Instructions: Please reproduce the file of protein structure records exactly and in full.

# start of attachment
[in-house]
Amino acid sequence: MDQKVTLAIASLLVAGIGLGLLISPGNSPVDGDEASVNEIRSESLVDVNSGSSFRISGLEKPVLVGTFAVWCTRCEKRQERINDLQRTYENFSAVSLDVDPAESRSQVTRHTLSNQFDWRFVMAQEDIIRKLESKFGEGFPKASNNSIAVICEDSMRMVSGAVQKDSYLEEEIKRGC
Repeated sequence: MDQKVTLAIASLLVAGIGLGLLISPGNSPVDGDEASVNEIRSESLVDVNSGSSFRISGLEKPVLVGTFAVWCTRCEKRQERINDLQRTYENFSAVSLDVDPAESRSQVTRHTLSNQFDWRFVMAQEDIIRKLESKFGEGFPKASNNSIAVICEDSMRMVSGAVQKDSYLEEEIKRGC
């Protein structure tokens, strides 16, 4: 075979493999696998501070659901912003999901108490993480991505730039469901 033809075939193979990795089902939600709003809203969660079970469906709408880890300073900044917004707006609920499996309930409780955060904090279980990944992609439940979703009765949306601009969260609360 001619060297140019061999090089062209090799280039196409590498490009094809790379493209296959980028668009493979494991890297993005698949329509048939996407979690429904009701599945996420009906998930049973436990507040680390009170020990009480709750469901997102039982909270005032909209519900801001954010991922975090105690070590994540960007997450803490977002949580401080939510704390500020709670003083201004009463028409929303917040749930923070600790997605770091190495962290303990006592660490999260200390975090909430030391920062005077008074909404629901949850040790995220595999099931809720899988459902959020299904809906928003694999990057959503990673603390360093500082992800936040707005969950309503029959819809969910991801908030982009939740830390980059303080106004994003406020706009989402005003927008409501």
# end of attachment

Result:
[in-house]
Amino acid sequence: MDQKVTLAIASLLVAGIGLGLLISPGNSPVDGDEASVNEIRSESLVDVNSGSSFRISGLEKPVLVGTFAVWCTRCEKRQERINDLQRTYENFSAVSLDVDPAESRSQVTRHTLSNQFDWRFVMAQEDIIRKLESKFGEGFPKASNNSIAVICEDSMRMVSGAVQKDSYLEEEIKRGC
Repeated sequence: MDQKVTLAIASLLVAGIGLGLLISPGNSPVDGDEASVNEIRSESLVDVNSGSSFRISGLEKPVLVGTFAVWCTRCEKRQERINDLQRTYENFSAVSLDVDPAESRSQVTRHTLSNQFDWRFVMAQEDIIRKLESKFGEGFPKASNNSIAVICEDSMRMVSGAVQKDSYLEEEIKRGC
């Protein structure tokens, strides 16, 4: 075979493999696998501070659901912003999901108490993480991505730039469901 033809075939193979990795089902939600709003809203969660079970469906709408880890300073900044917004707006609920499996309930409780955060904090279980990944992609439940979703009765949306601009969260609360 001619060297140019061999090089062209090799280039196409590498490009094809790379493209296959980028668009493979494991890297993005698949329509048939996407979690429904009701599945996420009906998930049973436990507040680390009170020990009480709750469901997102039982909270005032909209519900801001954010991922975090105690070590994540960007997450803490977002949580401080939510704390500020709670003083201004009463028409929303917040749930923070600790997605770091190495962290303990006592660490999260200390975090909430030391920062005077008074909404629901949850040790995220595999099931809720899988459902959020299904809906928003694999990057959503990673603390360093500082992800936040707005969950309503029959819809969910991801908030982009939740830390980059303080106004994003406020706009989402005003927008409501």